It was time to return home as the month-long vacation was nearing its end. I was both happy and relieved that Salil had completed his school home work too, with the help of his cousins. The projects assigned to children these days in schools, really test the skill of parents and are not at all something that the children can do by themselves and as this was done, I was spared the agony of completing it for him.

With a heavy heart, but loaded with all goodies from my “maika”, we were given a warm farewell. The nearest rail head being Coimbatore, which was a good three hours’ drive from our house, we left after tea to catch the train at 9 p.m. A couple of Salil’s cousins came along with my father to see us off at the station. Since it would be past midnight when they could return home, my mother had packed their dinner too! Once we arrived at Coimbatore station and had settled on the platform at the place where our coach was likely to arrive, the packed dinner was served to all. There was so much noise and merriment, but the kids, blissfully unaware of the surroundings were playfully shouting and yelling at each other.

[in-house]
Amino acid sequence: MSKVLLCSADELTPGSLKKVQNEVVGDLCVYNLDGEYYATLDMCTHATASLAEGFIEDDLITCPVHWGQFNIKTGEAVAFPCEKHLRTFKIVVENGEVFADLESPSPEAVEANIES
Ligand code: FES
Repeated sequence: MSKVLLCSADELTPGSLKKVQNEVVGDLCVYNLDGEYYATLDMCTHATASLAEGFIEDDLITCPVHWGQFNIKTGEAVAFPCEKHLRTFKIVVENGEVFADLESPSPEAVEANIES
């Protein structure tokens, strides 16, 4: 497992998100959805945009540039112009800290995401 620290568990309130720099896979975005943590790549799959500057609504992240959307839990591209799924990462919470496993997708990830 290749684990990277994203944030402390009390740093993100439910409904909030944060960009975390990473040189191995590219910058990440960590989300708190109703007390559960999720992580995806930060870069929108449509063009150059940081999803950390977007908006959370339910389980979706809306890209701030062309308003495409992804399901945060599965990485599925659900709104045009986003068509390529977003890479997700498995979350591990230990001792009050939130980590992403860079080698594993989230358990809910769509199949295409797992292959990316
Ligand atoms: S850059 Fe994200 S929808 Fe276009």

When we had finished dinner, Salil went with his “thatha” and got himself some books to read in the train. He was all smiles brandishing a stack of magazines and story books, which he carefully shoved into his back pack. The train was on time and both of us occupied our seats while all our luggage was neatly tucked under the berths.

As always, it was a tearful goodbye as I was the youngest in the family and my father’s pet. It had been a thoroughly enjoyable vacation for both of us and the thought of getting back to the daily routine was with a lump in the throat. Since Salil’s father had gone to the US on an official tour, I could spend the whole vacation without any worries. Once the train started, Salil started exploring and did not want to go to bed before finishing at least one story book. Our onward journey was by flight which he did not enjoy at all, as he felt the seats were cramped and he could not look around. Here, we had a coupe to ourselves and that made all the difference.